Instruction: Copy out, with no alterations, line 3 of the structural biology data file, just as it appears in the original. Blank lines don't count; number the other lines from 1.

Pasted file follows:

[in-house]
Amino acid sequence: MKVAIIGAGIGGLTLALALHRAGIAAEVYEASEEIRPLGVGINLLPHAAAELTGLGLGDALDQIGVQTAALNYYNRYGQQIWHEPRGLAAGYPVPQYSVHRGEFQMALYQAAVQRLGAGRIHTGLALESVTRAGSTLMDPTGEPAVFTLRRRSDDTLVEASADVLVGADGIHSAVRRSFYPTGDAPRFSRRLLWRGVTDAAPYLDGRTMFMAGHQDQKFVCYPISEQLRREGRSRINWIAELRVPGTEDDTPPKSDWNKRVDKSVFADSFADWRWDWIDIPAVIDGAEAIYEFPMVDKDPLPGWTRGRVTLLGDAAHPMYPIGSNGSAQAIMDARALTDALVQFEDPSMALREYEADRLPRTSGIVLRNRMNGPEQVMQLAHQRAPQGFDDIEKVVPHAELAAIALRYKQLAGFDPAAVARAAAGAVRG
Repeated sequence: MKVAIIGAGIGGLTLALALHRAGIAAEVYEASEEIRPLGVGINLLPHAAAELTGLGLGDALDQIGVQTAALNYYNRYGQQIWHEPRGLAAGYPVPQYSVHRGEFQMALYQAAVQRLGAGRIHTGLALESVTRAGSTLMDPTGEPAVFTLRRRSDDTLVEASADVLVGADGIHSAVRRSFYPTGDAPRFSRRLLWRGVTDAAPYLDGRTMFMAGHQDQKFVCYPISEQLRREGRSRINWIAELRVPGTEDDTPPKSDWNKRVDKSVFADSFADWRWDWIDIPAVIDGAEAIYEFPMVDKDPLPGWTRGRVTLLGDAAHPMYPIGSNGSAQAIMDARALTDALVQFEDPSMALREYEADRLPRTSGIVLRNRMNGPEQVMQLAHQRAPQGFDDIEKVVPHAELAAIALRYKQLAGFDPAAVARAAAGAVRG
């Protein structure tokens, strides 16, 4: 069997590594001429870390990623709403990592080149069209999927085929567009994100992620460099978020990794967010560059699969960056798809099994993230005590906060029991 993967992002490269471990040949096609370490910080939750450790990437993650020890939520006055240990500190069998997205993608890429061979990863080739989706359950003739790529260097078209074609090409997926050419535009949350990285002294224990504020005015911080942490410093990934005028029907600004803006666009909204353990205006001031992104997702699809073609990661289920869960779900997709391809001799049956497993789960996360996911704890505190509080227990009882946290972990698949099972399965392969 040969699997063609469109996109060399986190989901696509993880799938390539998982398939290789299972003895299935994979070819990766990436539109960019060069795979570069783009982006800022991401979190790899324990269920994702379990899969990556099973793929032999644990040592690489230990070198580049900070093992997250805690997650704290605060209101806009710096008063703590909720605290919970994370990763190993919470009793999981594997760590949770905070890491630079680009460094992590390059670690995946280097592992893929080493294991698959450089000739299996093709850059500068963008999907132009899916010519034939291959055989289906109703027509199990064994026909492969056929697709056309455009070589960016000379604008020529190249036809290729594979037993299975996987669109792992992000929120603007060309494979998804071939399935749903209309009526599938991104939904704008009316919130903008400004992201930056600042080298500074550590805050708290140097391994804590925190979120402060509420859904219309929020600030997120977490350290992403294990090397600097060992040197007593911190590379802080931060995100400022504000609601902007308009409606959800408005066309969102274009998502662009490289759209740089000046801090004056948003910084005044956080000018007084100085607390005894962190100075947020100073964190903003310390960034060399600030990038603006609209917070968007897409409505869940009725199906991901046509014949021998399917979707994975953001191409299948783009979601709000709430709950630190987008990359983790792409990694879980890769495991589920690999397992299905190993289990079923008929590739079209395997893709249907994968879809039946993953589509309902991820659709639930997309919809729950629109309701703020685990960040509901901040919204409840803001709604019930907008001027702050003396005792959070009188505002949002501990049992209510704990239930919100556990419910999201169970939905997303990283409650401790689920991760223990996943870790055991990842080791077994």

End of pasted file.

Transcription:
Repeated sequence: MKVAIIGAGIGGLTLALALHRAGIAAEVYEASEEIRPLGVGINLLPHAAAELTGLGLGDALDQIGVQTAALNYYNRYGQQIWHEPRGLAAGYPVPQYSVHRGEFQMALYQAAVQRLGAGRIHTGLALESVTRAGSTLMDPTGEPAVFTLRRRSDDTLVEASADVLVGADGIHSAVRRSFYPTGDAPRFSRRLLWRGVTDAAPYLDGRTMFMAGHQDQKFVCYPISEQLRREGRSRINWIAELRVPGTEDDTPPKSDWNKRVDKSVFADSFADWRWDWIDIPAVIDGAEAIYEFPMVDKDPLPGWTRGRVTLLGDAAHPMYPIGSNGSAQAIMDARALTDALVQFEDPSMALREYEADRLPRTSGIVLRNRMNGPEQVMQLAHQRAPQGFDDIEKVVPHAELAAIALRYKQLAGFDPAAVARAAAGAVRG